FARMINGTON — Phil McKinney is nearly ready to open a billiards hall and bar in downtown Farmington. All he needs is a liquor license.
Obtaining a liquor license in New Mexico is an expensive and complex process. The state has a quota for how many liquor licenses are allowed in New Mexico, creating a lucrative market for the documents that give permission to sell liquor. Licenses are frequently sold between businesses, and brokers exist who bring buyers and sellers together.
A report from the Rio Grande Foundation, an Albuquerque think tank, said New Mexico's system "creates artificial scarcity and limits the ability of those of modest means to involve themselves in the business of serving liquor. In other words, it creates a cartel run by those who can afford to invest outrageous sums in liquor licenses. Current law, therefore, penalizes small business people and their potential employees."
McKinney is trying to buy a wine, beer and spirits liquor license for Bandit Bistro and Billiards, 110 E. Main Street. He's spent thousands renovating the interior of the building, and he's looking to recoup his investment. But McKinney doesn't want to open the billiards hall until a liquor license is in place.
"We were planning on opening by now, but it's three months until we're looking at approval, maybe," he said. "They keep you in limbo for a little bit."
McKinney said he's in the process of buying a liquor license from an owner in Albuquerque. Liquor licenses of that type cost about $200,000 to $300,000, he said.
"You can go through brokers," he said. "For me, it was word of mouth."
A few local liquor licenses have changed hands in recent years. Western Refining Southwest bought two licenses in 2012, one sold by Tres Martin Ltd. and another sold by PI Farmington Inc. Each license sold for $450,000, according to state records.
PI Farmington Inc. bought a license only days later, from Steak & Ale of New Mexico Inc., for $300,000.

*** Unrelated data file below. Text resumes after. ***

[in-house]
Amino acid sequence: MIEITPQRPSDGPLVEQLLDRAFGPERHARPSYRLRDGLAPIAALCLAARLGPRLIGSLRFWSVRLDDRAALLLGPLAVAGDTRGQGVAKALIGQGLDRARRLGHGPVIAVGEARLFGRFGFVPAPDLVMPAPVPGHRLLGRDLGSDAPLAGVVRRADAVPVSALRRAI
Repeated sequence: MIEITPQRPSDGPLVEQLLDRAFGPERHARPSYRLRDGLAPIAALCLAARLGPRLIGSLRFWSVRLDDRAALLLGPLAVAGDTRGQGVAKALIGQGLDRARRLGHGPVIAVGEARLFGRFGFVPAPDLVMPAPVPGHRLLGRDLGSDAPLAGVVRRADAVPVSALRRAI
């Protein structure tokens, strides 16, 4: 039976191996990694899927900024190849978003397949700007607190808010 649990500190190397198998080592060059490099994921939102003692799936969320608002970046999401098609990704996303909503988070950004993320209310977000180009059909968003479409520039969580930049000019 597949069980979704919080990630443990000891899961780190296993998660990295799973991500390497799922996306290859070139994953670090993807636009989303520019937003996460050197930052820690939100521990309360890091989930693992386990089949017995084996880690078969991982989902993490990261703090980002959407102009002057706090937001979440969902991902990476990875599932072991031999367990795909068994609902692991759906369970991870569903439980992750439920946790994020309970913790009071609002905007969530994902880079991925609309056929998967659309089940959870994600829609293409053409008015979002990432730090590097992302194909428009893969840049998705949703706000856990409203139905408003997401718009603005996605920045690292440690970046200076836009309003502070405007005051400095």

Dan McMullen, co-owner of Clancy's Pub in Farmington, said Clancy's purchased its license from a Socorro tavern for about $100,000 in 1984.
New Mexico's liquor license rules have the effect of favoring large corporations, and preventing small businesses from entering the market, McMullen said.
"It's good for the chains, but it stifles individual developments," he said. "Mom and Pop places -- it's just hard to do that anymore."
Not surprisingly, the licenses are highly coveted because liquor is particularly profitable compared to food and helps draw customers.
"There's enough margin in liquor sales to carry it as long as your volume is there," said McKinney.
McMullen suggested New Mexico adopt a greater variety of licenses to fit different types of businesses. But as the owner of a liquor license, he also doesn't want to see the asset be devalued with a freer system.
"It's really not fair at this point to just hand them out," he said.
Bar and restaurant operators can also lease liquor licenses from their owners.
A spokesman for the New Mexico Regulation and Licensing Department could not be reached for an interview on the topic.
At Navajo Dam, Fisheads San Juan River Lodge has battled San Juan County officials for months in a quest to obtain a restaurant license to sell wine and beer. At issue are procedures to call an election to approve the license.
In Colorado, liquor license applicants must be approved by a local authority -- typically, the relevant city or county government -- and then the state Department of Revenue. Applicants must pass a background check. Fees depend on the type of license applied for, but fees for the most expensive license top out at $2,025 -- a pittance compared to costs in New Mexico.
In Durango, the City Council or La Plata County Board of County Commissioners votes on whether to approve the licenses.